TRAFFIC has produced a report on 21 July, saying that TRAFFIC and the WWF are supporting the shipping sector to detect illegalities passing through international waters.  Among other points made is that illegally traded wildlife does not undergo hygiene, sanitary, and phytosanitary controls; as a result, illegal wildlife trade carries risks to public health and can contribute to the spread of zoonotic diseases and invasive species around the globe.  TRAFFIC and the  WWF, have worked with multiple partners to produce guidance to help the sea cargo industry identify wildlife crime – ‘The Red Flag Compendium for Wildlife and Timber Trafficking in Containerised Cargo’ details the warning signs of corruption, smuggling, other related crimes and outlines red flags and additional tools to identify prolifically trafficked CITES-listed species, including big cats, specific marine life, large mammal species such as rhino, elephant, and timber. It includes information on at-risk routes as well as typical indicators of illicit activities such as questionable paperwork and discrepancies in information like value, weight, and appearance. Irregular behaviour, such as consignments split across multiple shipments, last-minute requests for shipment clearance and abnormal or sudden changes in routes or destinations may be signs of illegal action.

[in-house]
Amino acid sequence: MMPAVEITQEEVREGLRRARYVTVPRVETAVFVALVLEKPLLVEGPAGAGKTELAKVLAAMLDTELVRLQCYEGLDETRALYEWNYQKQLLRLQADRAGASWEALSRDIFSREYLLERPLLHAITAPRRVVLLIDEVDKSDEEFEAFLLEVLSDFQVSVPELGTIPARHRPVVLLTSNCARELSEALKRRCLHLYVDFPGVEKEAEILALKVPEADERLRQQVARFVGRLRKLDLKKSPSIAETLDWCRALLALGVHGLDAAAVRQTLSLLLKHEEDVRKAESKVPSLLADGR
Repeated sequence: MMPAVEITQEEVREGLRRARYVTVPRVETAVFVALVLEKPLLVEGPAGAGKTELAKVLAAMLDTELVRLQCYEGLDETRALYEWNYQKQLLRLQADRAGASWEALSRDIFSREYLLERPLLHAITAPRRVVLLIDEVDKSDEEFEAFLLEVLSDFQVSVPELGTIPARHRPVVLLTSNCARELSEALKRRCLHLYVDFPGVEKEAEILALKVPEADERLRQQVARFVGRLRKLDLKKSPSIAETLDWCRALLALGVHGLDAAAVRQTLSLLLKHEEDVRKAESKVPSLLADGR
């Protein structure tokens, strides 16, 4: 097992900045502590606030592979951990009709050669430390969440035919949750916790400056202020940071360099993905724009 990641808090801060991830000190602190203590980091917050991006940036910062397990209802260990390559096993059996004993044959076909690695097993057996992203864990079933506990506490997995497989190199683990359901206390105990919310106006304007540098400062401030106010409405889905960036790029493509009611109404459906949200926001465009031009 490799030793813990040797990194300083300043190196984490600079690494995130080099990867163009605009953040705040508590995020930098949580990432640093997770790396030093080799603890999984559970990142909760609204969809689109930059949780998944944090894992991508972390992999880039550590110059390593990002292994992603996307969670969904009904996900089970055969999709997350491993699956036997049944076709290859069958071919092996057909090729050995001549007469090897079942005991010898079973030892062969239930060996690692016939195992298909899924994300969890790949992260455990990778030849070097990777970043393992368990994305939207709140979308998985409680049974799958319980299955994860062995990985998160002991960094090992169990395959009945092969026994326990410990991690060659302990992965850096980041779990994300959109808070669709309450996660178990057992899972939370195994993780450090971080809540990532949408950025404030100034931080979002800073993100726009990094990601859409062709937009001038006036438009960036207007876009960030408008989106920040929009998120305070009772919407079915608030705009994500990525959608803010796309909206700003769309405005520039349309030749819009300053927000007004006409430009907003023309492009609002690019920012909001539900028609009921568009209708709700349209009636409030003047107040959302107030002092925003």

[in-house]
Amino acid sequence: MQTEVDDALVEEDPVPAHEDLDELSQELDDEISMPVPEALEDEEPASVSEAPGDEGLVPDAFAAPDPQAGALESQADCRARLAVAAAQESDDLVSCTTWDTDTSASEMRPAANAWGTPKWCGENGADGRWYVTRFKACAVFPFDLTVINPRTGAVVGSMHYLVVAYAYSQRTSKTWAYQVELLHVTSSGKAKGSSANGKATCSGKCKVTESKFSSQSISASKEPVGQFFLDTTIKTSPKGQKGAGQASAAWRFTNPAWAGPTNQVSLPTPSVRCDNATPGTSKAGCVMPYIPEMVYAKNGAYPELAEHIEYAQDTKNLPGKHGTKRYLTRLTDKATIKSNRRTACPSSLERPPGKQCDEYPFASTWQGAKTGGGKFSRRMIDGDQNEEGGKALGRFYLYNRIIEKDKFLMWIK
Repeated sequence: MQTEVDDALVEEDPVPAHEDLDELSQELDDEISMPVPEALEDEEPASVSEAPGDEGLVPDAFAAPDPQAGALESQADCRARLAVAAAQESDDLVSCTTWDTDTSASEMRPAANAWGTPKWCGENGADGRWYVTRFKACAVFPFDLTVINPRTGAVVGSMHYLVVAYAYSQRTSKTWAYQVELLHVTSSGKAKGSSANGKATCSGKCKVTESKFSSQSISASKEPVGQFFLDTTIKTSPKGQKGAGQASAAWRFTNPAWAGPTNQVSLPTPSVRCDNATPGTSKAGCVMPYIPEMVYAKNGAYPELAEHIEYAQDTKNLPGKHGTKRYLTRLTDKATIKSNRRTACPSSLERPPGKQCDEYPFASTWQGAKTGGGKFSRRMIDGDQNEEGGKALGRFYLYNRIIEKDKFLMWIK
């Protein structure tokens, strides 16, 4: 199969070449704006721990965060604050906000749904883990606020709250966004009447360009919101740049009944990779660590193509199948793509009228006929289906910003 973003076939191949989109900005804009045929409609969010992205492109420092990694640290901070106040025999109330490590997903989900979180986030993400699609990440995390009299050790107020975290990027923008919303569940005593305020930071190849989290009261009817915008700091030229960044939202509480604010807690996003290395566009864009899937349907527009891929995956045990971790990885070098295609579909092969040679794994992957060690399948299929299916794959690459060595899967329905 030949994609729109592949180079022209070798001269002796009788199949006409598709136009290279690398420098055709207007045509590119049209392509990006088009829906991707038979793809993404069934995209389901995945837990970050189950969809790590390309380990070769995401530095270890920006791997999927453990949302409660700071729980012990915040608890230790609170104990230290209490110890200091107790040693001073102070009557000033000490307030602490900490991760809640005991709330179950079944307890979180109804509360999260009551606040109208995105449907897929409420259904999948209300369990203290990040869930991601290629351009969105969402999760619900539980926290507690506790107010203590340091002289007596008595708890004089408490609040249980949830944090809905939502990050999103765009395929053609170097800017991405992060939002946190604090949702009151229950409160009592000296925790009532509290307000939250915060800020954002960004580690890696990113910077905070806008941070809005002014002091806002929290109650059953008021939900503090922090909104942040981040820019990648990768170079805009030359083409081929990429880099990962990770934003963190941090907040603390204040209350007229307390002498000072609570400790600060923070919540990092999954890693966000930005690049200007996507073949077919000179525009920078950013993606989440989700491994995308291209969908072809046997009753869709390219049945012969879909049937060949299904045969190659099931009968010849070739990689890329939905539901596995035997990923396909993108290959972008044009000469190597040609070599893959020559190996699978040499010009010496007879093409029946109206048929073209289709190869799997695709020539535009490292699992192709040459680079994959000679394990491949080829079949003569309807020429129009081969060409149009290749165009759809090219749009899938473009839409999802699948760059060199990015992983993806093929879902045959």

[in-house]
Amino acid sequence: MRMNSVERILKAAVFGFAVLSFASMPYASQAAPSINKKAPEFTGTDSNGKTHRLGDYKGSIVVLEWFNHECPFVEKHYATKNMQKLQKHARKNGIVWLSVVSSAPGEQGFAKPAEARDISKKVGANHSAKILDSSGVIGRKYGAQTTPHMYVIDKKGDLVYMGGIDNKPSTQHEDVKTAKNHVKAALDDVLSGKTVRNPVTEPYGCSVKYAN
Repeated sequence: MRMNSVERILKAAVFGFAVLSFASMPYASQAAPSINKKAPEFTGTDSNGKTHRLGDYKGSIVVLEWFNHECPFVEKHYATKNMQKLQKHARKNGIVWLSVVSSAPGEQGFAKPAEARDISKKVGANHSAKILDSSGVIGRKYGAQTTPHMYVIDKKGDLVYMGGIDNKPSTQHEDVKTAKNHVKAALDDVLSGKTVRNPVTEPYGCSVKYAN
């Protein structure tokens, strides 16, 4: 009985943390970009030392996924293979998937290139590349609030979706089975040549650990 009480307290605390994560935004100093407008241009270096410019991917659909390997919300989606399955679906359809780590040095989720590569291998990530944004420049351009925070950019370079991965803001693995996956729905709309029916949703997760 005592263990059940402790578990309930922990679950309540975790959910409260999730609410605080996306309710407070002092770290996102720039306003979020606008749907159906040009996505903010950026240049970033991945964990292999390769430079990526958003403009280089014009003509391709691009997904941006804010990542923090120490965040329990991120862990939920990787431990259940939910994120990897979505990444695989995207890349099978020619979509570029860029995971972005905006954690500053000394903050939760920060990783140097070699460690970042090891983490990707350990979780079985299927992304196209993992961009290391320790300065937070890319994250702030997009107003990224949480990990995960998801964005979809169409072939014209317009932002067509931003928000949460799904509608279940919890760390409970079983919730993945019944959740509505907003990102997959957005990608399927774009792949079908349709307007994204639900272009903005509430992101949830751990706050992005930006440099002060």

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Author: raytodd2017

Chartered Legal Executive and former senior manager with Isle of Man Customs and Excise, where I was (amongst other things) Sanctions Officer (for UN/EU sanctions), Export Licensing Officer and Manager of the Legal-Library & Collectorate Support Section

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